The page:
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While there is no risk of harming anyone on Earth, if debris collides, it could be the start of a feedback loop of growing orbital litter that will make space travel more difficult. If enough debris filled Earth’s orbit, there would be great danger to active satellites and even rocket launches.
“We are not in a position to remove any debris like this,” said Gorman. “So it will be there for a while. Given the height of about 1000 km, these things will not come in again in weeks or months. Some of them will likely stay there for some time.”
During that time, debris poses a danger to other creatures, such as active satellites. In higher orbits, space debris has forced even the International Space Station (ISS) to perform costly maneuvers to avoid rubbish, potentially damaging the station.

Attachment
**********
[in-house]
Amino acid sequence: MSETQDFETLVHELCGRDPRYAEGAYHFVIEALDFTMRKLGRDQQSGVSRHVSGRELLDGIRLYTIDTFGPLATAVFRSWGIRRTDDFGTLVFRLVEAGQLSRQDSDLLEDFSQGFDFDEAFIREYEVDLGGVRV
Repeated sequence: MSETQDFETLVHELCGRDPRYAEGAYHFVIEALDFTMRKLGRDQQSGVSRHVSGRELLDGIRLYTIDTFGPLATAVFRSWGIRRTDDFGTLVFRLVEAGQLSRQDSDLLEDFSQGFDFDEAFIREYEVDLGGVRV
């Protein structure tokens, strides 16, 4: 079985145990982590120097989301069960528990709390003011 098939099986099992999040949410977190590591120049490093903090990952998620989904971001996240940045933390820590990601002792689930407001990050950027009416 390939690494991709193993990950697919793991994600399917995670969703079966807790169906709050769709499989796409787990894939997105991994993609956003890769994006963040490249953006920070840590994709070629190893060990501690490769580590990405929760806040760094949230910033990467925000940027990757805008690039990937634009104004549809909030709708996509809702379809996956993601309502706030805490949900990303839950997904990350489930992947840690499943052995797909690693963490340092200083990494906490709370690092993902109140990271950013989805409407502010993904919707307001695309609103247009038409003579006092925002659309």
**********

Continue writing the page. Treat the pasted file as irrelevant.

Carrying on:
This is not the first close of the year. In January, a decommissioned space telescope and an American test payload passed 47 meters from each other.
As in the recent month of January, there is no way to contact any of the defunct beings and make them change their position out of harm’s way. The Chinese missile stage is part of the Long March 4B missile that was launched on May 10, 1999. The satellite is a Russian satellite, Parus, launched on February 22, 1989.